Why are we doing so badly in living up to humanitarian ideals during conflicts?

Increased suffering from the changing nature of wars necessitates re-setting the international humanitarian system

A Sudanese family who fled the conflict in the Darfur region wait with their belongings to be registered by the UNHCR, upon crossing the border between Sudan and Chad in Adre, Chad, on July 26, 2023. Reuters
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The suffering of our times has many faces. An Afghan mother dies in childbirth every two hours. Injured families are brought to barely functioning hospitals daily in Gaza while grieving Israelis tattoo 7/10 on their skin as reminders of October’s deadly attack by Hamas. Fires rip through overcrowded Rohingya camps in Bangladesh destroying ramshackle refugee shelters. Ethiopia’s starving Tigrayans compete with birds to pick bits of grain from parched fields. Survivors of sexual violence in Darfur endure their pain in silence. West African migrants, desperate to reach Europe, disappear into the cold depths of the Atlantic. Traumatised Syrians shelter amid the rubble a year after a devastating earthquake.

Disabled Ukrainian children take refuge in a sanatorium when an incoming drone explodes nearby.

Each person suffers in their own way, regardless of the cause of their wounds. But the root of their suffering is the same. It is the inhumanity that accompanies the way we settle disputes. Egregious human rights abuses, war crimes and violations of international humanitarian law are normalised in armed conflicts today.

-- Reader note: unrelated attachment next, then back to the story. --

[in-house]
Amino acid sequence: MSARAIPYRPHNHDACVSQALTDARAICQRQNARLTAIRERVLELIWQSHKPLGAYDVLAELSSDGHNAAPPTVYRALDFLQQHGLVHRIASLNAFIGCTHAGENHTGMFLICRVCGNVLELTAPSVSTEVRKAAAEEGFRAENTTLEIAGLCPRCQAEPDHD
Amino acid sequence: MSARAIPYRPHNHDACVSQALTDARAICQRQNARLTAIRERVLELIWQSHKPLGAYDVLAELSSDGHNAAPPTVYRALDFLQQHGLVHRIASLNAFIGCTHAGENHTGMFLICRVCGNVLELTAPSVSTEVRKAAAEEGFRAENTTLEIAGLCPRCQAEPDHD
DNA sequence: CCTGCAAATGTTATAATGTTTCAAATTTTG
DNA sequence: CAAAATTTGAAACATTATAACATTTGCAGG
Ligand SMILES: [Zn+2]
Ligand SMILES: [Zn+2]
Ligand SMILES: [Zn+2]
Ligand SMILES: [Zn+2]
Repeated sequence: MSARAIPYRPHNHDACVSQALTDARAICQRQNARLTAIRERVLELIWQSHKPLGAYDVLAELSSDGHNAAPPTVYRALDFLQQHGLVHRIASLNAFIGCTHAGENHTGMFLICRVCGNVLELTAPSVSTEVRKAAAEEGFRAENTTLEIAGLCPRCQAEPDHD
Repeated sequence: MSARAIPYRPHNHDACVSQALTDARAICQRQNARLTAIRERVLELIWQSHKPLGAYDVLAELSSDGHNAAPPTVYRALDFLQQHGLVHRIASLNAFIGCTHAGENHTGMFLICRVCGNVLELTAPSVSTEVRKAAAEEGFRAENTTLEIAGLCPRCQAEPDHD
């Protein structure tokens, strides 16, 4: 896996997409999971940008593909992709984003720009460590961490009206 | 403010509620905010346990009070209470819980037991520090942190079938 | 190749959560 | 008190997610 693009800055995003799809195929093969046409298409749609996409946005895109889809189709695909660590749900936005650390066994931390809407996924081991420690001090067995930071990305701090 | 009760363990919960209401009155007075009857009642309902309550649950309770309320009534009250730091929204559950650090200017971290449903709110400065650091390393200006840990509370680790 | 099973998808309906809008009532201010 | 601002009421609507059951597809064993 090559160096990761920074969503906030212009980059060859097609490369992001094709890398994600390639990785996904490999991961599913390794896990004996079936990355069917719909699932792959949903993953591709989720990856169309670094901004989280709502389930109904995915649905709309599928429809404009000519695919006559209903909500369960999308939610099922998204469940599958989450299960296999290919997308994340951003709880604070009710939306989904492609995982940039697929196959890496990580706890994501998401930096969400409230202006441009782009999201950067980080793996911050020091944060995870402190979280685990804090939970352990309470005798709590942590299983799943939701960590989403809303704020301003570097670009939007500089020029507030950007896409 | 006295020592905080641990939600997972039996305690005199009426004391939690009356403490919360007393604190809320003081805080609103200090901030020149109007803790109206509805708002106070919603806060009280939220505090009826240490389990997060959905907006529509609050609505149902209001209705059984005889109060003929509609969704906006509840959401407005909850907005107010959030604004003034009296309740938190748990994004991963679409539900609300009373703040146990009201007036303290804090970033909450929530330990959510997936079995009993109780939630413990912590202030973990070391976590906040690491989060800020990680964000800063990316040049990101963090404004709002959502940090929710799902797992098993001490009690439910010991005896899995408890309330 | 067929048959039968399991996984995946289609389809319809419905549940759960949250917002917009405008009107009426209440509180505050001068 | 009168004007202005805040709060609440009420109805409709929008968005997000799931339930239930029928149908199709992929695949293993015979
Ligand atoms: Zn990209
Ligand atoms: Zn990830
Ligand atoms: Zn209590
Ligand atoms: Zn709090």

Driving this is the changed nature of wars. They are often endless because there are no settled winners, and losers refuse to acknowledge defeat. And so sieges and blockades are used to sap an adversary’s will by depriving them of food, water and medicine.

The current one-size-fit-all global package of universal humanitarianism was a product of its post Second World War era

Such gambits – including so-called smart sanctions by the international community – are impossible to target accurately on fighters. They are skilled at avoidance through a combination of constructing profitable war economies, preying on trapped civilians as in Yemen and Sudan, or through downright criminality as in Haiti and Ecuador. Inevitably, the wider community is impoverished and punished, as seen earlier in Iraq.

When conflicts run out of heat, chronic instability follows, as in Afghanistan, South Sudan or the Congo. Suffering gets prolonged for decades, exacerbated further by paroxysms of acute violence. Many people around the world know nothing else from cradle to grave other than the struggle to survive. The emotional and mental toll carries down generations with grievances magnified along the way.

The collective punishment of populations thereby becomes both cause and consequence of repeated cycles of violence. It is then easily manipulated into a deliberate tool for making and sustaining wars. This is further encouraged by the multidimensional nature of modern conflicts fought from behind computers as much as with guns. Armed combatants and keyboard warriors as well as those who enable them, such as some social media cheerleaders, occupy the same space. When wars become whole-of-society affairs, distinguishing those who should or not benefit from the protections of the Geneva Conventions is difficult.

Surrounded by foes, real or imagined, military commanders who are understandably keen to minimise their own casualties get pushed towards "no quarters given" tactics, implying that combatants are not taken prisoner, but killed. Innocent people who are inadvertently caught in the crossfire stand little chance. Especially so in today’s highly urbanised conflicts – whether in Kharkiv or Khan Younis – where fighters and civilians, paramedics and teachers, humanitarians and activists, old and young, live cheek by jowl.